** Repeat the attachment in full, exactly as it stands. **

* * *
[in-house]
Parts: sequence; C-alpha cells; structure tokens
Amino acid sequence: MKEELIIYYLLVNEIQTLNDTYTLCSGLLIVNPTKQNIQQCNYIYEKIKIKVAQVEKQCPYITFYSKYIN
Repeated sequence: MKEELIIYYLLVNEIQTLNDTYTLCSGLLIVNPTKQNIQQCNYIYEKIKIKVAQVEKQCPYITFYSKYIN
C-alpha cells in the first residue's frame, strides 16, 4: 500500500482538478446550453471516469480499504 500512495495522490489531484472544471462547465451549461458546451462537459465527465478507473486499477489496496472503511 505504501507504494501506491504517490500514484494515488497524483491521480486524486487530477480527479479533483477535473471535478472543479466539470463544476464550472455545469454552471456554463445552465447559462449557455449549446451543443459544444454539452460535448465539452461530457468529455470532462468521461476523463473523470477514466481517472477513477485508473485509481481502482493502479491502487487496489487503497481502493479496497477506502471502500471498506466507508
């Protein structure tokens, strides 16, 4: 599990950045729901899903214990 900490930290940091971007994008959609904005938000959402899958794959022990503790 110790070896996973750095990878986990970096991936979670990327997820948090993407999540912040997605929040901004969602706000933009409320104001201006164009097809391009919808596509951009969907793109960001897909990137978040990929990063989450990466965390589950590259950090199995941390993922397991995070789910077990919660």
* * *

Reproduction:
[in-house]
Parts: sequence; C-alpha cells; structure tokens
Amino acid sequence: MKEELIIYYLLVNEIQTLNDTYTLCSGLLIVNPTKQNIQQCNYIYEKIKIKVAQVEKQCPYITFYSKYIN
Repeated sequence: MKEELIIYYLLVNEIQTLNDTYTLCSGLLIVNPTKQNIQQCNYIYEKIKIKVAQVEKQCPYITFYSKYIN
C-alpha cells in the first residue's frame, strides 16, 4: 500500500482538478446550453471516469480499504 500512495495522490489531484472544471462547465451549461458546451462537459465527465478507473486499477489496496472503511 505504501507504494501506491504517490500514484494515488497524483491521480486524486487530477480527479479533483477535473471535478472543479466539470463544476464550472455545469454552471456554463445552465447559462449557455449549446451543443459544444454539452460535448465539452461530457468529455470532462468521461476523463473523470477514466481517472477513477485508473485509481481502482493502479491502487487496489487503497481502493479496497477506502471502500471498506466507508
């Protein structure tokens, strides 16, 4: 599990950045729901899903214990 900490930290940091971007994008959609904005938000959402899958794959022990503790 110790070896996973750095990878986990970096991936979670990327997820948090993407999540912040997605929040901004969602706000933009409320104001201006164009097809391009919808596509951009969907793109960001897909990137978040990929990063989450990466965390589950590259950090199995941390993922397991995070789910077990919660």